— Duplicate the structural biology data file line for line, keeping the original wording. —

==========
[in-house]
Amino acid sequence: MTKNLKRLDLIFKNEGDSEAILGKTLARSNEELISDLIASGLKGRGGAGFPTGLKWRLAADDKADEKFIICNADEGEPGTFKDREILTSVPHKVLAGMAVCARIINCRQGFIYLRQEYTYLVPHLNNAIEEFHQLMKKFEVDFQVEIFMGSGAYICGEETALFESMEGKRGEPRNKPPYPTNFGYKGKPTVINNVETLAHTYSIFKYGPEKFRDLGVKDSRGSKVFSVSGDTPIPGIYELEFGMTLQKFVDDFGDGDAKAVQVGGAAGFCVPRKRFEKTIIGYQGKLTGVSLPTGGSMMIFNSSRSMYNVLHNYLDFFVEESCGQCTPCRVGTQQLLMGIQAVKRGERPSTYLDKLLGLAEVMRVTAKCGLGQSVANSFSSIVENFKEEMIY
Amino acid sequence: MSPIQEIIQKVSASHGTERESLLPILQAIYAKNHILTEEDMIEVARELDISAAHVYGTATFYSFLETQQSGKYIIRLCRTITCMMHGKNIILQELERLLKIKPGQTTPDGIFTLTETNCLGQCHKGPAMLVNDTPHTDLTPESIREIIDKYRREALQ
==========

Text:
[in-house]
Amino acid sequence: MTKNLKRLDLIFKNEGDSEAILGKTLARSNEELISDLIASGLKGRGGAGFPTGLKWRLAADDKADEKFIICNADEGEPGTFKDREILTSVPHKVLAGMAVCARIINCRQGFIYLRQEYTYLVPHLNNAIEEFHQLMKKFEVDFQVEIFMGSGAYICGEETALFESMEGKRGEPRNKPPYPTNFGYKGKPTVINNVETLAHTYSIFKYGPEKFRDLGVKDSRGSKVFSVSGDTPIPGIYELEFGMTLQKFVDDFGDGDAKAVQVGGAAGFCVPRKRFEKTIIGYQGKLTGVSLPTGGSMMIFNSSRSMYNVLHNYLDFFVEESCGQCTPCRVGTQQLLMGIQAVKRGERPSTYLDKLLGLAEVMRVTAKCGLGQSVANSFSSIVENFKEEMIY
Amino acid sequence: MSPIQEIIQKVSASHGTERESLLPILQAIYAKNHILTEEDMIEVARELDISAAHVYGTATFYSFLETQQSGKYIIRLCRTITCMMHGKNIILQELERLLKIKPGQTTPDGIFTLTETNCLGQCHKGPAMLVNDTPHTDLTPESIREIIDKYRREALQ